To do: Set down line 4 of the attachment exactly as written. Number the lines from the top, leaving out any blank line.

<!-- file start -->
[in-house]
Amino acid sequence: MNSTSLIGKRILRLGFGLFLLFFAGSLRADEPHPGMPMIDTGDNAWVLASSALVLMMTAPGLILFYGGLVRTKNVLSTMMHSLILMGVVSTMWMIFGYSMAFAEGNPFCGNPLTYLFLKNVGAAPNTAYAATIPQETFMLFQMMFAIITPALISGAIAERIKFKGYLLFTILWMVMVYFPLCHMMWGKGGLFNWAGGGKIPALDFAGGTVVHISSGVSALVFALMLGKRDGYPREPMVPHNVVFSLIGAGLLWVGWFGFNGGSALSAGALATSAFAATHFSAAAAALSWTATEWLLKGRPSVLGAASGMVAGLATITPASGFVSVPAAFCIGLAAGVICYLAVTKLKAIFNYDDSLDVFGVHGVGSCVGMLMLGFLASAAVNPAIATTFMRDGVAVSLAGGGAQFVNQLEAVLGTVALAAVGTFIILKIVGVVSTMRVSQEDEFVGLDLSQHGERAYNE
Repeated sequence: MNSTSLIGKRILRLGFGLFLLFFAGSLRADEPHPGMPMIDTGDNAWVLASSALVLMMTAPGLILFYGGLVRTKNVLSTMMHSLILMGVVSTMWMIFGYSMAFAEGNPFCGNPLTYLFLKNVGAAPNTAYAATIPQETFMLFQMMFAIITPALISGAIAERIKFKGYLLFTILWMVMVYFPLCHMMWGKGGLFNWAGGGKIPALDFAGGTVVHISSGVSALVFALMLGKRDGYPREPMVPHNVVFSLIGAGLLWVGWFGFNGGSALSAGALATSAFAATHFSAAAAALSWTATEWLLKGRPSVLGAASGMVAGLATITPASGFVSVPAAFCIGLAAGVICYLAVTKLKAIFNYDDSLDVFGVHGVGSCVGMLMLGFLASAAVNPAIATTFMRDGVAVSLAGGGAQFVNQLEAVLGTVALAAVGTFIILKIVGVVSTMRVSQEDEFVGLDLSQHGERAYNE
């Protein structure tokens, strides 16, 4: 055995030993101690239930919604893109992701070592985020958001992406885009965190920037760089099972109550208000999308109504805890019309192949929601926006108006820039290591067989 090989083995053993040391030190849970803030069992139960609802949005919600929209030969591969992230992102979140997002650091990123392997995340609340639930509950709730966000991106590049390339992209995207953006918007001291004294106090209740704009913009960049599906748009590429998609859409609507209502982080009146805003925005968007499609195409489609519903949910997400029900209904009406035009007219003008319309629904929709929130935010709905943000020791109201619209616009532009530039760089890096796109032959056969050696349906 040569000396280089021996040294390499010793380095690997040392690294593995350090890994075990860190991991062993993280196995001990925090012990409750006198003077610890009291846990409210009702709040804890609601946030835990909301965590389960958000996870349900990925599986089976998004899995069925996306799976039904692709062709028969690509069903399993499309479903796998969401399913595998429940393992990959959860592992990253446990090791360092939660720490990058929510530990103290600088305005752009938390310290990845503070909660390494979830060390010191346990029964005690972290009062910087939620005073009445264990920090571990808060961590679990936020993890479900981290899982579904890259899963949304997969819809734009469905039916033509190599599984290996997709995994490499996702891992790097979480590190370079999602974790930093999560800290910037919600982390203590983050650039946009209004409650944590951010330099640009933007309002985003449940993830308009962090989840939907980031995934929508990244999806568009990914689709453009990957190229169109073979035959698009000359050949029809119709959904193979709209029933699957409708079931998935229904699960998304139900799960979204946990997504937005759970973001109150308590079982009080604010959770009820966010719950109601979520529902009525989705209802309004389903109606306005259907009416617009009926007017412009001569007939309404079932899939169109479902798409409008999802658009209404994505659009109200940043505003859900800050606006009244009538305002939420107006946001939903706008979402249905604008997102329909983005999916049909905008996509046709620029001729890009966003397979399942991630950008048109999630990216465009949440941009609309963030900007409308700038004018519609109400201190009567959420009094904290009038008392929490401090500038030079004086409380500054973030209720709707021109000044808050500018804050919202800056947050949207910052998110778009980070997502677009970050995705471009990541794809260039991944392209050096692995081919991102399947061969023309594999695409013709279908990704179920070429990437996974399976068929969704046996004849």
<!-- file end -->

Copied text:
């Protein structure tokens, strides 16, 4: 055995030993101690239930919604893109992701070592985020958001992406885009965190920037760089099972109550208000999308109504805890019309192949929601926006108006820039290591067989 090989083995053993040391030190849970803030069992139960609802949005919600929209030969591969992230992102979140997002650091990123392997995340609340639930509950709730966000991106590049390339992209995207953006918007001291004294106090209740704009913009960049599906748009590429998609859409609507209502982080009146805003925005968007499609195409489609519903949910997400029900209904009406035009007219003008319309629904929709929130935010709905943000020791109201619209616009532009530039760089890096796109032959056969050696349906 040569000396280089021996040294390499010793380095690997040392690294593995350090890994075990860190991991062993993280196995001990925090012990409750006198003077610890009291846990409210009702709040804890609601946030835990909301965590389960958000996870349900990925599986089976998004899995069925996306799976039904692709062709028969690509069903399993499309479903796998969401399913595998429940393992990959959860592992990253446990090791360092939660720490990058929510530990103290600088305005752009938390310290990845503070909660390494979830060390010191346990029964005690972290009062910087939620005073009445264990920090571990808060961590679990936020993890479900981290899982579904890259899963949304997969819809734009469905039916033509190599599984290996997709995994490499996702891992790097979480590190370079999602974790930093999560800290910037919600982390203590983050650039946009209004409650944590951010330099640009933007309002985003449940993830308009962090989840939907980031995934929508990244999806568009990914689709453009990957190229169109073979035959698009000359050949029809119709959904193979709209029933699957409708079931998935229904699960998304139900799960979204946990997504937005759970973001109150308590079982009080604010959770009820966010719950109601979520529902009525989705209802309004389903109606306005259907009416617009009926007017412009001569007939309404079932899939169109479902798409409008999802658009209404994505659009109200940043505003859900800050606006009244009538305002939420107006946001939903706008979402249905604008997102329909983005999916049909905008996509046709620029001729890009966003397979399942991630950008048109999630990216465009949440941009609309963030900007409308700038004018519609109400201190009567959420009094904290009038008392929490401090500038030079004086409380500054973030209720709707021109000044808050500018804050919202800056947050949207910052998110778009980070997502677009970050995705471009990541794809260039991944392209050096692995081919991102399947061969023309594999695409013709279908990704179920070429990437996974399976068929969704046996004849």